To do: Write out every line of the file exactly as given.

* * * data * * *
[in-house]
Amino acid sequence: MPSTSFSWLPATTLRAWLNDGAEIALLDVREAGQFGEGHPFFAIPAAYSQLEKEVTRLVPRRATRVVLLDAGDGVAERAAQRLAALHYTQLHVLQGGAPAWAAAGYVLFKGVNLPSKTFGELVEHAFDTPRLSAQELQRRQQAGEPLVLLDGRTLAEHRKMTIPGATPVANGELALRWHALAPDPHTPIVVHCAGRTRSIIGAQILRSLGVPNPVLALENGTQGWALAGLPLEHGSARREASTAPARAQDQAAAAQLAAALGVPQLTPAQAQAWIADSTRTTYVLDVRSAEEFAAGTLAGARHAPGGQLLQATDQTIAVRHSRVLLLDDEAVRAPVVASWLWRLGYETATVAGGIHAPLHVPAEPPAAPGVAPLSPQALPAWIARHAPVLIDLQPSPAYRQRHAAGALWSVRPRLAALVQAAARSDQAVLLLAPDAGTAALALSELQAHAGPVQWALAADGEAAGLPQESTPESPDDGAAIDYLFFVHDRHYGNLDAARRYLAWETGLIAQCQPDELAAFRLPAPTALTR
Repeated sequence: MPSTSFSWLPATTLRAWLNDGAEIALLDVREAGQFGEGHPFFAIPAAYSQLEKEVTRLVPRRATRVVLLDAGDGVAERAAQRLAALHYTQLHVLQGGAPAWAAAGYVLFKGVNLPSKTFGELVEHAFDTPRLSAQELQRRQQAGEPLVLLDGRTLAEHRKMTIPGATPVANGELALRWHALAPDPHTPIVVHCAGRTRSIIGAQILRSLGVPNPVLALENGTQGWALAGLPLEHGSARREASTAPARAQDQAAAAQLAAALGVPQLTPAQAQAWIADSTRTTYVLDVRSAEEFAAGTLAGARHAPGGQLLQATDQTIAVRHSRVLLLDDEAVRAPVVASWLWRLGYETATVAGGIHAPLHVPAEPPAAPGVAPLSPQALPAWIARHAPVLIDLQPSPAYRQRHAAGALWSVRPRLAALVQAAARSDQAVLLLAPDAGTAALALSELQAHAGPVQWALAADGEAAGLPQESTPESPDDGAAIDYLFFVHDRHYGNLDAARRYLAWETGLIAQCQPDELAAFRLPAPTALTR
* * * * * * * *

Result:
[in-house]
Amino acid sequence: MPSTSFSWLPATTLRAWLNDGAEIALLDVREAGQFGEGHPFFAIPAAYSQLEKEVTRLVPRRATRVVLLDAGDGVAERAAQRLAALHYTQLHVLQGGAPAWAAAGYVLFKGVNLPSKTFGELVEHAFDTPRLSAQELQRRQQAGEPLVLLDGRTLAEHRKMTIPGATPVANGELALRWHALAPDPHTPIVVHCAGRTRSIIGAQILRSLGVPNPVLALENGTQGWALAGLPLEHGSARREASTAPARAQDQAAAAQLAAALGVPQLTPAQAQAWIADSTRTTYVLDVRSAEEFAAGTLAGARHAPGGQLLQATDQTIAVRHSRVLLLDDEAVRAPVVASWLWRLGYETATVAGGIHAPLHVPAEPPAAPGVAPLSPQALPAWIARHAPVLIDLQPSPAYRQRHAAGALWSVRPRLAALVQAAARSDQAVLLLAPDAGTAALALSELQAHAGPVQWALAADGEAAGLPQESTPESPDDGAAIDYLFFVHDRHYGNLDAARRYLAWETGLIAQCQPDELAAFRLPAPTALTR
Repeated sequence: MPSTSFSWLPATTLRAWLNDGAEIALLDVREAGQFGEGHPFFAIPAAYSQLEKEVTRLVPRRATRVVLLDAGDGVAERAAQRLAALHYTQLHVLQGGAPAWAAAGYVLFKGVNLPSKTFGELVEHAFDTPRLSAQELQRRQQAGEPLVLLDGRTLAEHRKMTIPGATPVANGELALRWHALAPDPHTPIVVHCAGRTRSIIGAQILRSLGVPNPVLALENGTQGWALAGLPLEHGSARREASTAPARAQDQAAAAQLAAALGVPQLTPAQAQAWIADSTRTTYVLDVRSAEEFAAGTLAGARHAPGGQLLQATDQTIAVRHSRVLLLDDEAVRAPVVASWLWRLGYETATVAGGIHAPLHVPAEPPAAPGVAPLSPQALPAWIARHAPVLIDLQPSPAYRQRHAAGALWSVRPRLAALVQAAARSDQAVLLLAPDAGTAALALSELQAHAGPVQWALAADGEAAGLPQESTPESPDDGAAIDYLFFVHDRHYGNLDAARRYLAWETGLIAQCQPDELAAFRLPAPTALTR